Sex differences in frontal lobe connectivity in adults with autism spectrum conditions.
Transl Psychiatry. 2017-04-01; 7(4): e1090-e1090
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1. Transl Psychiatry. 2017 Apr 11;7(4):e1090. doi: 10.1038/tp.2017.9.
Sex differences in frontal lobe connectivity in adults with autism spectrum
Zeestraten EA(1), Gudbrandsen MC(1), Daly E(1), de Schotten MT(1), Catani M(1),
Dell’Acqua F(1), Lai MC(2)(3)(4), Ruigrok AN(2), Lombardo MV(2)(5), Chakrabarti
B(2)(6), Baron-Cohen S(2)(7), Ecker C(1); MRC AIMS Consortium, Murphy DG(1)(8),
Collaborators: Bailey AJ, Baron-Cohen S, Bolton PF, Bullmore ET, Carrington S,
Catani M, Chakrabarti B, Craig MC, Daly EM, Deoni SC, Ecker C, Happé F, Henty J,
Jezzard P, Johnston P, Jones DK, Lai MC, Lombardo MV, Madden A, Mullins D, Murphy
CM, Murphy DG, Pasco G, Ruigrok AN, Sadek SA, Spain D, Stewart R, Suckling J,
Wheelwright SJ, Williams SC, Wilson CE.
(1)Department of Forensic and Neurodevelopmental Sciences, Institute of
Psychiatry, Psychology and Neuroscience, King’s College London, London, UK.
(2)Autism Research Centre, Department of Psychiatry, University of Cambridge,
(3)Child and Youth Mental Health Collaborative at the Centre for Addiction and
Mental Health and The Hospital for Sick Children, Department of Psychiatry,
University of Toronto, Toronto, ON, Canada.
(4)Department of Psychiatry, National Taiwan University Hospital and College of
Medicine, Taipei, Taiwan.
(5)Department of Psychology and Center for Applied Neuroscience, University of
Cyprus, Nicosia, Cyprus.
(6)School of Psychology and Clinical Language Sciences, Centre for Integrative
Neuroscience and Neurodynamics, University of Reading, Reading, UK.
(7)CLASS Clinic, Cambridgeshire and Peterborough NHS Foundation Trust, Cambridge,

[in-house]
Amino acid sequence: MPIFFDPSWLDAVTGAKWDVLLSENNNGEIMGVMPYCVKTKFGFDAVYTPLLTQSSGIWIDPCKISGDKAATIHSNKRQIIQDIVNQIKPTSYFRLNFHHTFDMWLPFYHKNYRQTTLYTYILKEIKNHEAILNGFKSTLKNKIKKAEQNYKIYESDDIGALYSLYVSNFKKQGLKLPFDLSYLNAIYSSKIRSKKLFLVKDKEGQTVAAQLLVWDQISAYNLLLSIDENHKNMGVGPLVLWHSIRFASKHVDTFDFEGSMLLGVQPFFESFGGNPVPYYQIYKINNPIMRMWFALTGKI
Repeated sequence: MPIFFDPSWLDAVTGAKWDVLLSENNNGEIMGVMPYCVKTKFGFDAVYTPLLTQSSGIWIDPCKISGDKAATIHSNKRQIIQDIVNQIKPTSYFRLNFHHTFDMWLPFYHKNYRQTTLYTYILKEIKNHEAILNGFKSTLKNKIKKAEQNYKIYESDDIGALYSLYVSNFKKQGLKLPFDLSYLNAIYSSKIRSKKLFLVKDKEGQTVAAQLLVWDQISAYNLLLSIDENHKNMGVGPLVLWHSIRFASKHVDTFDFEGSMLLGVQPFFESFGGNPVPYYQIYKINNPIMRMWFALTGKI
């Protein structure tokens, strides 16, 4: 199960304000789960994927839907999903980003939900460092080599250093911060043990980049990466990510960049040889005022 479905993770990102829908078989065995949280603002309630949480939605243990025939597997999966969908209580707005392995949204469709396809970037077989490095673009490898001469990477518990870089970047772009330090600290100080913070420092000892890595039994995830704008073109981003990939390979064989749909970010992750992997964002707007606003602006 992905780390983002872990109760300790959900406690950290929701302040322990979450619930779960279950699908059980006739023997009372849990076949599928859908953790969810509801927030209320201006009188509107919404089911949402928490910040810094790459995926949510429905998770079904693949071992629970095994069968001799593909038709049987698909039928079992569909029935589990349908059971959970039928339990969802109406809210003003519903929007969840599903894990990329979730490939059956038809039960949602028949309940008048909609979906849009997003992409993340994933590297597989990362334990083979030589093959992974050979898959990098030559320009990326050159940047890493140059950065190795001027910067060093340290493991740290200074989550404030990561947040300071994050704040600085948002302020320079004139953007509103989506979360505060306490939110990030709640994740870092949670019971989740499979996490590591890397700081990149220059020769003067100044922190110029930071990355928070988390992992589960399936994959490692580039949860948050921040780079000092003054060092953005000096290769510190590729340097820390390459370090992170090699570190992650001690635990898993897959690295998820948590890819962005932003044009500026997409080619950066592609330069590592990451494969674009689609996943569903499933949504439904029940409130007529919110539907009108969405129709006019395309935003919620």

(8)Sackler Institute for Translational Neurodevelopment, Institute of Psychiatry,
King’s College London, London, UK.
(9)National Autism Unit, Bethlem Royal Hospital, SLAM NHS Foundation Trust,
Autism spectrum conditions (ASC) are more prevalent in males than females. The
biological basis of this difference remains unclear. It has been postulated that
one of the primary causes of ASC is a partial disconnection of the frontal lobe
from higher-order association areas during development (that is, a frontal
‘disconnection syndrome’). Therefore, in the current study we investigated
whether frontal connectivity differs between males and females with ASC. We
recruited 98 adults with a confirmed high-functioning ASC diagnosis (61 males:
aged 18-41 years; 37 females: aged 18-37 years) and 115 neurotypical controls (61
males: aged 18-45 years; 54 females: aged 18-52 years). Current ASC symptoms were
evaluated using the Autism Diagnostic Observation Schedule (ADOS). Diffusion
tensor imaging was performed and fractional anisotropy (FA) maps were created.
Mean FA values were determined for five frontal fiber bundles and two non-frontal
fiber tracts. Between-group differences in mean tract FA, as well as
sex-by-diagnosis interactions were assessed. Additional analyses including ADOS
scores informed us on the influence of current ASC symptom severity on frontal
connectivity. We found that males with ASC had higher scores of current symptom
severity than females, and had significantly lower mean FA values for all but one
tract compared to controls. No differences were found between females with or
without ASC. Significant sex-by-diagnosis effects were limited to the frontal
tracts. Taking current ASC symptom severity scores into account did not alter the
findings, although the observed power for these analyses varied. We suggest these
findings of frontal connectivity abnormalities in males with ASC, but not in
females with ASC, have the potential to inform us on some of the sex differences
reported in the behavioral phenotype of ASC.
PMID: 28398337 [Indexed for MEDLINE]